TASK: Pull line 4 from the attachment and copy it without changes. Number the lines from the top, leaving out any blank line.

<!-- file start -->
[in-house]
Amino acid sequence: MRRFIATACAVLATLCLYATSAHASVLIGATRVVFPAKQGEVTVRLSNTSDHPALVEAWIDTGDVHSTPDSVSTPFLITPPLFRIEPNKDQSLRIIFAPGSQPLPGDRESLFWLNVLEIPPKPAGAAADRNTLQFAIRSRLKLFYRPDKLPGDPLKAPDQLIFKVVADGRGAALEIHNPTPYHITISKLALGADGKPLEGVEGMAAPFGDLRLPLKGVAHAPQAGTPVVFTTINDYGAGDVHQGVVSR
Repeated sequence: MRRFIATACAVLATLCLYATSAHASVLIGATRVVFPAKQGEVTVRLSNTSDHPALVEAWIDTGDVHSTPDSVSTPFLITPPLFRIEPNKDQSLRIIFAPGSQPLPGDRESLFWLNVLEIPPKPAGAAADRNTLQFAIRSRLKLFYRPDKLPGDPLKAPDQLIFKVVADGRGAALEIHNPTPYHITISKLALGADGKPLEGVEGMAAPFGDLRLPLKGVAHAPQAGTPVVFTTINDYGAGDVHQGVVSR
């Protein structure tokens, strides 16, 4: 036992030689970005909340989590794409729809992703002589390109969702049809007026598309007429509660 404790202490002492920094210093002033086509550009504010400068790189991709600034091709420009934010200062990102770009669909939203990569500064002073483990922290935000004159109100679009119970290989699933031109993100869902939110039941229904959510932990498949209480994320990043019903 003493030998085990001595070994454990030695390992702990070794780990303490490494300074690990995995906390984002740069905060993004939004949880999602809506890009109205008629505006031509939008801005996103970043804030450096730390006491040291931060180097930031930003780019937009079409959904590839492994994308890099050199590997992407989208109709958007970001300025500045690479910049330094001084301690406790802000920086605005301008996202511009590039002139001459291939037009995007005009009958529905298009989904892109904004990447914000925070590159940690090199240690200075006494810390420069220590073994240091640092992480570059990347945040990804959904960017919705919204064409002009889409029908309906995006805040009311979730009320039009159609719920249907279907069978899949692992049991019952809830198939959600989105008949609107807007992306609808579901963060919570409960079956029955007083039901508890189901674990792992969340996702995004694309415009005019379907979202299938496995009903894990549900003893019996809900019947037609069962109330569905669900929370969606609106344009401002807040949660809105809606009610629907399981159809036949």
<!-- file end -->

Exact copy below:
């Protein structure tokens, strides 16, 4: 036992030689970005909340989590794409729809992703002589390109969702049809007026598309007429509660 404790202490002492920094210093002033086509550009504010400068790189991709600034091709420009934010200062990102770009669909939203990569500064002073483990922290935000004159109100679009119970290989699933031109993100869902939110039941229904959510932990498949209480994320990043019903 003493030998085990001595070994454990030695390992702990070794780990303490490494300074690990995995906390984002740069905060993004939004949880999602809506890009109205008629505006031509939008801005996103970043804030450096730390006491040291931060180097930031930003780019937009079409959904590839492994994308890099050199590997992407989208109709958007970001300025500045690479910049330094001084301690406790802000920086605005301008996202511009590039002139001459291939037009995007005009009958529905298009989904892109904004990447914000925070590159940690090199240690200075006494810390420069220590073994240091640092992480570059990347945040990804959904960017919705919204064409002009889409029908309906995006805040009311979730009320039009159609719920249907279907069978899949692992049991019952809830198939959600989105008949609107807007992306609808579901963060919570409960079956029955007083039901508890189901674990792992969340996702995004694309415009005019379907979202299938496995009903894990549900003893019996809900019947037609069962109330569905669900929370969606609106344009401002807040949660809105809606009610629907399981159809036949």